In a given analysis you may have hundreds of variables
on a Data Summary Tape.
Normally not all are needed for each analysis so you have to read the DST over and over again
depending on which variables you want to look at. This takes time, reading tapes is not a fast
process, so here's where the Ntuples come to the rescue.
You can read all variables and the corresponding
event data into a huge matrix structure. If
you use a row-wise Ntuple and pick out 100 variables in 1 million "events" then you'll get a
matrix with 1 million rows and 100 columns, where each column represent a variable and each
row an "event". This is the normal way of representing Ntuples, but one can also define
column-wise Ntuples where the each column is an "event" and the rows are variables. But
no matter what representation you use, for a given column and a given row you'll get the
value of one specific variable in one specific "event".
With the Ntuple structure you can refine cuts and
make selections without having to read the
DST over again, and PAW handles Ntuples very well.
There are several ways of creating Ntuples. I will
concentrate on the one used by Patchy, in
the .car file. You need to define a character array EVTVAR which can store the names of the
variables you want to keep, and an integer NVAR which must be equal to the number of
variables (the size of EVTVAR). Then you fill the variables and book the Ntuple using
CALL HBOOKN(ID, 'TITLE', NVAR, PATH , NW, EVTVAR)
ID = Ntuple Identifier
TITLE = A name for the Ntuple
NVAR = Number of variables you want pr "event" (NVAR < 513)
PATH = Location for the Ntuple. If PATH = ' ' a bank of NW words is created, further banks of
the same size is located in a linear chain if additional space is required at filling time. But if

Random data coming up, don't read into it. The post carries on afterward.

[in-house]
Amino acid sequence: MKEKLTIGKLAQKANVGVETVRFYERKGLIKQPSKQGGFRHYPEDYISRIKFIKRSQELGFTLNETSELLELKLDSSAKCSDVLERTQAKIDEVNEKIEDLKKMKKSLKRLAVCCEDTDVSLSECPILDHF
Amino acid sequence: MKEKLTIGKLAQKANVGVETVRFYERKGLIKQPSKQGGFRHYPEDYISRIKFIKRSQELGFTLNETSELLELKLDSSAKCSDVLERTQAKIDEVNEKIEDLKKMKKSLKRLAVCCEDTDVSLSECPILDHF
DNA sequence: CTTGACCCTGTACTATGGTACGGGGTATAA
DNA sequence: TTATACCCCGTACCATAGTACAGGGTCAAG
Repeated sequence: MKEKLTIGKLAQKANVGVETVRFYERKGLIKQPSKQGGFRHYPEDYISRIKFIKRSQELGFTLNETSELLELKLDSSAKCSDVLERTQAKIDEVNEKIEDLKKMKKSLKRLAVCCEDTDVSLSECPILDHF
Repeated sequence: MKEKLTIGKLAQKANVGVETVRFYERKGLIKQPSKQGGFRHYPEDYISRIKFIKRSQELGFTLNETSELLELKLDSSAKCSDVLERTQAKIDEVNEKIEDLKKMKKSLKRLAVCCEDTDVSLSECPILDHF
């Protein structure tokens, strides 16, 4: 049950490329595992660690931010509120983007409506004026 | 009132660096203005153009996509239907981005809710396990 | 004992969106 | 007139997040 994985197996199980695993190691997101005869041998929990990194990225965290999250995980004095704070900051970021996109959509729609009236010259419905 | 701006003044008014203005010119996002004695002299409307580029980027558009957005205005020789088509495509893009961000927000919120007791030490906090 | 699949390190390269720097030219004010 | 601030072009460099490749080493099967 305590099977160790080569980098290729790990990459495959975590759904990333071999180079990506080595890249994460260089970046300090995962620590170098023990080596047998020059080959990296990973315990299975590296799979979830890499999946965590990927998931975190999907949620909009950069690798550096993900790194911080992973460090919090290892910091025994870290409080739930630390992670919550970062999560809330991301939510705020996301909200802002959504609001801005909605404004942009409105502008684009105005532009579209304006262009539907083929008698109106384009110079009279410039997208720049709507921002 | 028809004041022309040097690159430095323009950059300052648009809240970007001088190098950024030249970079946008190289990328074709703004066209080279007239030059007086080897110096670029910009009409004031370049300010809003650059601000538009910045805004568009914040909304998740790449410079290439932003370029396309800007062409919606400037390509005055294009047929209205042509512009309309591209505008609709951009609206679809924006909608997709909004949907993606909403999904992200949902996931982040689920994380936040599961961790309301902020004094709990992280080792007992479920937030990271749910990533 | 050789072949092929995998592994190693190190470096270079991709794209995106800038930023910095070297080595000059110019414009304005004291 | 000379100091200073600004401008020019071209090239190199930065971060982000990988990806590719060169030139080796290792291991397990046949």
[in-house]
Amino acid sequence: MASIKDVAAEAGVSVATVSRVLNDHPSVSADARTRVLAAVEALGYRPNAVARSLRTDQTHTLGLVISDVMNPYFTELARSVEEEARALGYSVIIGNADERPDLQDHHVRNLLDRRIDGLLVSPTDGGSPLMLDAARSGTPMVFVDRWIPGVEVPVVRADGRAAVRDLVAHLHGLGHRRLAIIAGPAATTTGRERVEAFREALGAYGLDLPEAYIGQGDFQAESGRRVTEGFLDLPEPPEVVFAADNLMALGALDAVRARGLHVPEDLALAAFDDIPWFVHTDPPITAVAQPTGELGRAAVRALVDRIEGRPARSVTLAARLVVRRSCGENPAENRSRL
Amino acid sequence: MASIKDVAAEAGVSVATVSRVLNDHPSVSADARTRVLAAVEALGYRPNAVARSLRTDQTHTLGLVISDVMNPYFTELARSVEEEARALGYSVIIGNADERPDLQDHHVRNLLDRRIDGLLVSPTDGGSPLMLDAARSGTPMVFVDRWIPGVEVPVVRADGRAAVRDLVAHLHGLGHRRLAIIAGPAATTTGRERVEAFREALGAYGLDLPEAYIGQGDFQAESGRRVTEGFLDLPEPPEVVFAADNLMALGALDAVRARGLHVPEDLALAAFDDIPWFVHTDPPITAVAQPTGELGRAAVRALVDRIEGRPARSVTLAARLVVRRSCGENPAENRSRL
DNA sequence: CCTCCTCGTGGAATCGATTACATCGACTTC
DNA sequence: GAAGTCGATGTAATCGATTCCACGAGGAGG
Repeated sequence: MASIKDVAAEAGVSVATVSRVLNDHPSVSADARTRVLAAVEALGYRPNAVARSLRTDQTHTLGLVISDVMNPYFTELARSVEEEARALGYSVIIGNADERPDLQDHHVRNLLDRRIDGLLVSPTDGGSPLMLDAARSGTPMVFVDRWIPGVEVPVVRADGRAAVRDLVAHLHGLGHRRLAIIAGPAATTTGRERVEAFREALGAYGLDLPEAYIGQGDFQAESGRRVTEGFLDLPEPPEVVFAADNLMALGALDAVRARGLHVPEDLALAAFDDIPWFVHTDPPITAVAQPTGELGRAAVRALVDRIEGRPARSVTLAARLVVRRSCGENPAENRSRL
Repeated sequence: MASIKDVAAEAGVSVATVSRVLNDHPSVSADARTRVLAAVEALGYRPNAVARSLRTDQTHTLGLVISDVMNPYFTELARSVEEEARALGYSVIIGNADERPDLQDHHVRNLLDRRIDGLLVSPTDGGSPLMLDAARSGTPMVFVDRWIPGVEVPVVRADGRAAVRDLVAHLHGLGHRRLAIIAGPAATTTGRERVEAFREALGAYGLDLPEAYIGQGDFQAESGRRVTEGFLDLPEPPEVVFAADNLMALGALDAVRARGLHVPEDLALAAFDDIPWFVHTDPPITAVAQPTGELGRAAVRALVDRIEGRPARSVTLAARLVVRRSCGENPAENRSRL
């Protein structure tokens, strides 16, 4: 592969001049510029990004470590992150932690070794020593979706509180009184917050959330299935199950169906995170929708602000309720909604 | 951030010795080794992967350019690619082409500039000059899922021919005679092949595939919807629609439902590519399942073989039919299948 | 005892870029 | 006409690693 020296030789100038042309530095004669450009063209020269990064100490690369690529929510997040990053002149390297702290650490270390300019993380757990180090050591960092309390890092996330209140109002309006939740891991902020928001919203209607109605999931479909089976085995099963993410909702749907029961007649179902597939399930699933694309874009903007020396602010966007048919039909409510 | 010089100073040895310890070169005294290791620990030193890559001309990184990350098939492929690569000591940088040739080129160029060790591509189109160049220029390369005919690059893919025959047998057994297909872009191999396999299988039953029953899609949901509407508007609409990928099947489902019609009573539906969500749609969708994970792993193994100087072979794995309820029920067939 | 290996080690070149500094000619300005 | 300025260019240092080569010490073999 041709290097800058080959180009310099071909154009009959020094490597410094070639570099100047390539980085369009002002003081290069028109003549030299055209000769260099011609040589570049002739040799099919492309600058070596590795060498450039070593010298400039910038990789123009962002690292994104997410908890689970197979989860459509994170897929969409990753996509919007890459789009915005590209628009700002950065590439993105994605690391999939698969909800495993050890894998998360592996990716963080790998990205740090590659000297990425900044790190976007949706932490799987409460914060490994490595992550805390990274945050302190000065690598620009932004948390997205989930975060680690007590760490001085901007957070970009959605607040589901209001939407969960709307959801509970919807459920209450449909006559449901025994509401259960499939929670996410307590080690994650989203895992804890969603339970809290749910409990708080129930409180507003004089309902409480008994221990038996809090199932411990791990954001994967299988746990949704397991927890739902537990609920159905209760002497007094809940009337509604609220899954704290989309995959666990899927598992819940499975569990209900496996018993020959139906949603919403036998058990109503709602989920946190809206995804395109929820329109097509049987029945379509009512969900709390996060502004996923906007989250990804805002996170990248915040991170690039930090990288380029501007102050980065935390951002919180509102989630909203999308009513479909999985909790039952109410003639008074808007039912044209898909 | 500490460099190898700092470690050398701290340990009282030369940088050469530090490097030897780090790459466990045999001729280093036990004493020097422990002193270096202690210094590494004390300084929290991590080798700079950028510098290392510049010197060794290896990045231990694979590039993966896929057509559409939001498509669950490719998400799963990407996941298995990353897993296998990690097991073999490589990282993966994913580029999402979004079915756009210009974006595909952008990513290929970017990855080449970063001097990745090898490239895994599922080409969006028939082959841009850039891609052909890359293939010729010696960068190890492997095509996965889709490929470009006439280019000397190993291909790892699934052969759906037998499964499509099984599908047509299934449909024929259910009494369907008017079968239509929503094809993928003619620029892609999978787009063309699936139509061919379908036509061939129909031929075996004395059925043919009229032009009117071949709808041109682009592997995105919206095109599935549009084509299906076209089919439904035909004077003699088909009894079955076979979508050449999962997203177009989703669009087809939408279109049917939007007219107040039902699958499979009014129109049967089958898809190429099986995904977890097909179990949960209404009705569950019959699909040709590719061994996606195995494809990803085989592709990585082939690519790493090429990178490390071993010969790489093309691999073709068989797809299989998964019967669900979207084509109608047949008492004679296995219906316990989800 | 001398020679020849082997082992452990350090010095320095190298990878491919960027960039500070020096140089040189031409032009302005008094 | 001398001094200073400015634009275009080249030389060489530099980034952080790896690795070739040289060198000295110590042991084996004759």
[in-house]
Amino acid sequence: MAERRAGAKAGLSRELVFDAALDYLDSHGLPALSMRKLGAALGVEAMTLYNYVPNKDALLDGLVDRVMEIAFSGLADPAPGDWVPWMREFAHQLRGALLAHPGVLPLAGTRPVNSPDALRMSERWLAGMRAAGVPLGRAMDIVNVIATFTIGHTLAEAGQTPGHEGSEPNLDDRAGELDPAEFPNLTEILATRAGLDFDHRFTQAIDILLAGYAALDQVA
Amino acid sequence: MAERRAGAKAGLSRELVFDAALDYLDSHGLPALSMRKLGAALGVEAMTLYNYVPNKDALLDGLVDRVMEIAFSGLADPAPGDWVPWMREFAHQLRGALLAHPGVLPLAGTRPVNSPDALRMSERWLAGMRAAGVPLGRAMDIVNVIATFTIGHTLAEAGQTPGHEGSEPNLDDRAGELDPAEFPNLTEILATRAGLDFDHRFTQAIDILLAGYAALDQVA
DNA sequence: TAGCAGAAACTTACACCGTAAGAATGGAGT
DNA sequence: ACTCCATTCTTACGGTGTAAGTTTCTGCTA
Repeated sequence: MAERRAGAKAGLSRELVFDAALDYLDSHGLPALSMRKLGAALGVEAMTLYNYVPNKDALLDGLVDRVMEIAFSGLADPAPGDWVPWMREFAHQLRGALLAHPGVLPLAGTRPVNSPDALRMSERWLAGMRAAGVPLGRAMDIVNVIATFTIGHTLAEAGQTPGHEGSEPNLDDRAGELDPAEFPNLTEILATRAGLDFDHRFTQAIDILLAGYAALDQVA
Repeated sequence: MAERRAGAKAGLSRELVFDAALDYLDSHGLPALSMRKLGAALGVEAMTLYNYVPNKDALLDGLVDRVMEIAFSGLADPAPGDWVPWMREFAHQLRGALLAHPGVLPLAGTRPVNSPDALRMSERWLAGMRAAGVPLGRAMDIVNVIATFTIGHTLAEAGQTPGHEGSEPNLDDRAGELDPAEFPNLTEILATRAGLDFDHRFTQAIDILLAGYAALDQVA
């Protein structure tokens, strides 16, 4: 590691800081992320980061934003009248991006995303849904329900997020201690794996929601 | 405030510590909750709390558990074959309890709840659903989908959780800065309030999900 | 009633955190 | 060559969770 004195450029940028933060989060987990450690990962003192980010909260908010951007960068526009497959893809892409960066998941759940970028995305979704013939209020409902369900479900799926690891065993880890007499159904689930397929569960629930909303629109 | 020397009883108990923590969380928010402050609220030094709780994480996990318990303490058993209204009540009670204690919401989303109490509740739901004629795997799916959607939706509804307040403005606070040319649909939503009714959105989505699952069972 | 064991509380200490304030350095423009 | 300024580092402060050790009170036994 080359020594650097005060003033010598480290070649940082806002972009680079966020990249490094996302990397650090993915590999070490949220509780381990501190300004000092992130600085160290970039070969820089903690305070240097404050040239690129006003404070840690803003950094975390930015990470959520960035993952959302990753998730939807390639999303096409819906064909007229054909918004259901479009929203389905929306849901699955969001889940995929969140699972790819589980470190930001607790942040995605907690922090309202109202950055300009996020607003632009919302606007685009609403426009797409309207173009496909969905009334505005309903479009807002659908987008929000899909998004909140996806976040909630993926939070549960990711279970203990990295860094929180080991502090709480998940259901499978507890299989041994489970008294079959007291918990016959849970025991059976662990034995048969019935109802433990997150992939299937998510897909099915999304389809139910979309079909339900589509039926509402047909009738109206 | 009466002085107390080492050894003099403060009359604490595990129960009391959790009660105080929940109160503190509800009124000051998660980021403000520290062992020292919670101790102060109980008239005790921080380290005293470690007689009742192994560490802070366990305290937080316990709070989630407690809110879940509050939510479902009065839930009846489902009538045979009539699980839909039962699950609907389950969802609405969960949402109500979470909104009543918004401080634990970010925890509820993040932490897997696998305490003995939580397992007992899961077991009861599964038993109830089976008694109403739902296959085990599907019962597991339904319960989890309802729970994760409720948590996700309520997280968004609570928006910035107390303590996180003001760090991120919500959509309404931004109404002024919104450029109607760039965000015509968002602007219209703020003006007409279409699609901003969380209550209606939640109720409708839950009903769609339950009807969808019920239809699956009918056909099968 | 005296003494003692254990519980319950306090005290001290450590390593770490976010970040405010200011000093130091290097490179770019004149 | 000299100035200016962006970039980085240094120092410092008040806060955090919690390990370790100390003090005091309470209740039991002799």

PATH='//LOC' then the Ntuple will be written to disk where LOC is the top directory name of an
existing file opened with HROPEN or HRFILE.
NW = Number of Words for primary allocation of Ntuple (buffer)
EVTVAR = Character array of length NVAR providing short names (up to 8 characters) for each
Accessing Ntuples in PAW
Because Ntuples are hbook-objects they can be stored
into histogram files opened in PAW
with the command HI/FILE, but you need to tell PAW the size of each record RSIZE (which you
set in the .car file) and give it a LUN-number (between 1 and 100). The name
MY_NTUPLE.HBO is also given in the .car file, so to open the Ntuple for a PAW-session this
should do the trick:
PAW> HI/FILE LUN MY_NTUPLE.HBO RSIZE
PAW tools for Ntuples
When the Ntuple is read into PAW it can be accessed
by it's ID. If you want to plot the PX
variable of the Ntuple with ID=344 you simply type
PAW> NT/PLOT 344.PX
And if you want to make a fancy one dimensional plot you can type:
PAW> 1D NR 'My title!' BINS MAX_BIN. MIN_BIN.
PAW> NT/PLOT 344.PX IDH=NR
PAW> HI/PLOT NR
Where NR is an identifier for the new plot with BINS number of bins
ranging from MAX_BIN to
MIN_BIN, where the period-marks must be included. From now on you can always retrive that
plot by the HI/PLOT NR call, unless you decide to make another plot with the same NR.